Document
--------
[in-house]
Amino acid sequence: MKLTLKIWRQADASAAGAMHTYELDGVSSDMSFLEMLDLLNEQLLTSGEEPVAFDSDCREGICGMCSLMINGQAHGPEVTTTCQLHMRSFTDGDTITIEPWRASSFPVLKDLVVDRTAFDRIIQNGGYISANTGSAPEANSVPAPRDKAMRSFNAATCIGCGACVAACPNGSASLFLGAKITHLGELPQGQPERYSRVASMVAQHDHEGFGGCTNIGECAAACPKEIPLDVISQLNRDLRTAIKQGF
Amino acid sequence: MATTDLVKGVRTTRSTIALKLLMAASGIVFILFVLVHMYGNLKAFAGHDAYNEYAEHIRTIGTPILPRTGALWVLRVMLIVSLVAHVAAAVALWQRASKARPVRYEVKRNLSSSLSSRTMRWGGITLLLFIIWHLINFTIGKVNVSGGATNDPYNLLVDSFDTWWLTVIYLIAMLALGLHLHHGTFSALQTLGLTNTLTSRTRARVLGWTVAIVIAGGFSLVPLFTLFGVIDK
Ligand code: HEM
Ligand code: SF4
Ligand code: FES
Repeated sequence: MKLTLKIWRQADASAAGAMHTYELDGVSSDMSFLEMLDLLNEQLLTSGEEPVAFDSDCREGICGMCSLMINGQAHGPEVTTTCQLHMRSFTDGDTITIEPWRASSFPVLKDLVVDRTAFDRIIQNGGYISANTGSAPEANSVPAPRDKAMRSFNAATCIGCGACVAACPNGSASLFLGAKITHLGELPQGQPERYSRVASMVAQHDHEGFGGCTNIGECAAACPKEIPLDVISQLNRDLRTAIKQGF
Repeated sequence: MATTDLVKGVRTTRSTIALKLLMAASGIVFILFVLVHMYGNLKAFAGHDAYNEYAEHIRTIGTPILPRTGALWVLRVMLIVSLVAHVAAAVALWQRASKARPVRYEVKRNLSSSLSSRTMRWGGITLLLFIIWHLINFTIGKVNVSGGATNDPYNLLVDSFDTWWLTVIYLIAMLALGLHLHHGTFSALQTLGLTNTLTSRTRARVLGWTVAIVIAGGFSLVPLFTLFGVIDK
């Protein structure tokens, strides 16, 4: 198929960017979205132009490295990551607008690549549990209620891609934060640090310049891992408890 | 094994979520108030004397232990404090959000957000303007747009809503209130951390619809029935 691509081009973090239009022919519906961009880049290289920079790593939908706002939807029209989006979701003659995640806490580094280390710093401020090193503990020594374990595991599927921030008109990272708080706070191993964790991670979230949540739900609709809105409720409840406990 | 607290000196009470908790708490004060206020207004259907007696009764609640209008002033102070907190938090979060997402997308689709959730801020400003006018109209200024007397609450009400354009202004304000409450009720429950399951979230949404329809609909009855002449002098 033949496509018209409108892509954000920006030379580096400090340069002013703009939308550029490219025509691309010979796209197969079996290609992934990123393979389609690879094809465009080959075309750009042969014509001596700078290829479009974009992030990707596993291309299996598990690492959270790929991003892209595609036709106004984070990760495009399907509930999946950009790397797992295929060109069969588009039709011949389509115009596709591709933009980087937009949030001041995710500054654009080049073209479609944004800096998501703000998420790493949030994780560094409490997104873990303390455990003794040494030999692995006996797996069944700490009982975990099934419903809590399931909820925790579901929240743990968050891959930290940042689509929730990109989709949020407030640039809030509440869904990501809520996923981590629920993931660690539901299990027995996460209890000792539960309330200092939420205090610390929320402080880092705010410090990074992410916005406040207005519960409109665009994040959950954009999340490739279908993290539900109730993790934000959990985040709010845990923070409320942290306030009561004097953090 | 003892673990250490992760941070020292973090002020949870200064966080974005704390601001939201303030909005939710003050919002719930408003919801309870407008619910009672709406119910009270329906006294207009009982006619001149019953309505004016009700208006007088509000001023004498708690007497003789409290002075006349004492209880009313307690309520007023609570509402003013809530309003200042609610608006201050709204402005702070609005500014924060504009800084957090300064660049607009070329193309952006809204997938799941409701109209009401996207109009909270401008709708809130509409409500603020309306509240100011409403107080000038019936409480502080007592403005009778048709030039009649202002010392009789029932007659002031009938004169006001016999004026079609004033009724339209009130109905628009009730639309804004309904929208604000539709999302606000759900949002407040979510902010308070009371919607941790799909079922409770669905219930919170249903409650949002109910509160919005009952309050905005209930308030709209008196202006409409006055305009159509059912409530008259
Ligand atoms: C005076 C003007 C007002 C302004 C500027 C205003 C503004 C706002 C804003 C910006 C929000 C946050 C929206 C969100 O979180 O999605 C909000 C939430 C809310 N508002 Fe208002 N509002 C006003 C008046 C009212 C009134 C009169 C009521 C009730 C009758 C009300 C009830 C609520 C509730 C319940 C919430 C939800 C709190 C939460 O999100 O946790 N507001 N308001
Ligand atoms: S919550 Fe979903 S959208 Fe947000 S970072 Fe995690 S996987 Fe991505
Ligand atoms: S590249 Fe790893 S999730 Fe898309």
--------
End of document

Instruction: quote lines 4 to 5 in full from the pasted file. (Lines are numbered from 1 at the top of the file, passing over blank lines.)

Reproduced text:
Ligand code: HEM
Ligand code: SF4